Cardamom Cookies

Cookies have always been the Achilles Heel of my cooking repertoire. For some reason I struggle to achieve the perfect consistency of cookie dough, which means that they become ever so slightly misshapen during the cooking process. However, there is one recipe which, in general, produces cookies of which even I can be proud. This being the case, I thought it best to follow the same basic recipe, only replacing the chocolate with just enough cardamom to impart a subtle, delicate flavour. Indeed, though cardamom is truly one of my favourite spices, there exists a fine line between perfection and complete and utter failure. Who can honestly say that they enjoy the unadulterated taste of a cardamom pod?

To be honest, cookies aren’t quite as popular here in Britain as they are in America. Let’s face it, they are rather vulgar, full of sugar and generally too large. Though, I shall let you decide whether that description was aimed at the cookie or the American. All joking and pseudo-Xenophobic remarks aside, cookies will never occupy the same place in the hearts and souls of the British that the good old-fashioned biscuit has since the 18th Century. However, one cannot deny that the American cookie does have a certain dirty appeal to it. Everyone has their vices, perhaps the cookie shall become the culinary mistress to whom I return on a monthly basis. Sugar, no matter how horrible it can make one feel, is rather addictive after all.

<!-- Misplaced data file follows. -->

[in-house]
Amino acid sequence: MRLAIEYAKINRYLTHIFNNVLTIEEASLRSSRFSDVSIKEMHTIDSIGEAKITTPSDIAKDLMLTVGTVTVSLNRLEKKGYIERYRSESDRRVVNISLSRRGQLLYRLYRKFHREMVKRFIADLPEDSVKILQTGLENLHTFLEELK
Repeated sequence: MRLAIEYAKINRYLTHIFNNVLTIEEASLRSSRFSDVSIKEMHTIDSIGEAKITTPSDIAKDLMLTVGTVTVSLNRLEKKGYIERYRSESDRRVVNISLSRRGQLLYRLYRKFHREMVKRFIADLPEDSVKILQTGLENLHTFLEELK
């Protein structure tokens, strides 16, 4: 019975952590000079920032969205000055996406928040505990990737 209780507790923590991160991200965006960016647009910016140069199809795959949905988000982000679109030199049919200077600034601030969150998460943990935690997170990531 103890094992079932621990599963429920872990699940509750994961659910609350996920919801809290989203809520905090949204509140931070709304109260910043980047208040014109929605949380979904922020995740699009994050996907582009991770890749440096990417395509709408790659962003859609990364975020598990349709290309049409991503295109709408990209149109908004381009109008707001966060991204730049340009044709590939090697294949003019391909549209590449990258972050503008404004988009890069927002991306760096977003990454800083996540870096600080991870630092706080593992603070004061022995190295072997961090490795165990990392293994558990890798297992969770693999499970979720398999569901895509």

Cardamom Cookies

Makes 16-20

Ingredients:

• 200g butter

• 85g muscovado sugar, dark works nicely

• 85g golden caster sugar

• 1 egg

• 225g self-raising flour

• The seeds of 10 cardamom pods

Method:

1. Heat the oven to 180C. Remove the seeds from the cardamom pods. Toast them gently in a frying pan, it is important to keep them moving so that they don’t burn. After a couple of minutes remove them from the heat and crush them using a rolling pin or mortar and pestle.

2. Mix the butter with both types of sugar, until smooth – take care not to cream them. Gently beat in the egg. Fold in the flour and the crushed cardamom.

3. Dollop 16-20 little balls of the cookie dough onto greased baking trays, leave a few centimetres around each to allow for spreading. Bake for 10-15 minutes, or until golden brown. Allow them to cool for a few minutes until stiff enough to lift onto a wire rack – allow to cool completely before indulging.

Cost: This entire batch of cookies should set one back little more than £1.20, quite the bargain. Please enjoy the subtle aroma and flavour of these deliciously spicy cookies.

67 thoughts on “Cardamom Cookies

  1. rimapir

    Hmmm I can almost smell them! Hmmm I’m gonna go have my healthy snack bar with a cuppa! ;-) btw I love dark brown sugar in cookies n breads – makes them so gooey n chewy n moist!

  2. Andrea

    Haha, a fair and funny stab! Unfortunately, for too much of the population, your cookie analogy is true… Speaking of cookies and eating too many of them, my husband and I were just the other day marveling at how cookie recipes always seem to be written to feed an army… why don’t recipes come in generally smaller sizes? If a couple bakes a batch of cookies, generally 24 cookies to a batch, that’s 12 cookies each if you fail to pawn them off on friend and co-workers. So silly! Rant over… my solution is always halving recipes and freezing extra dough!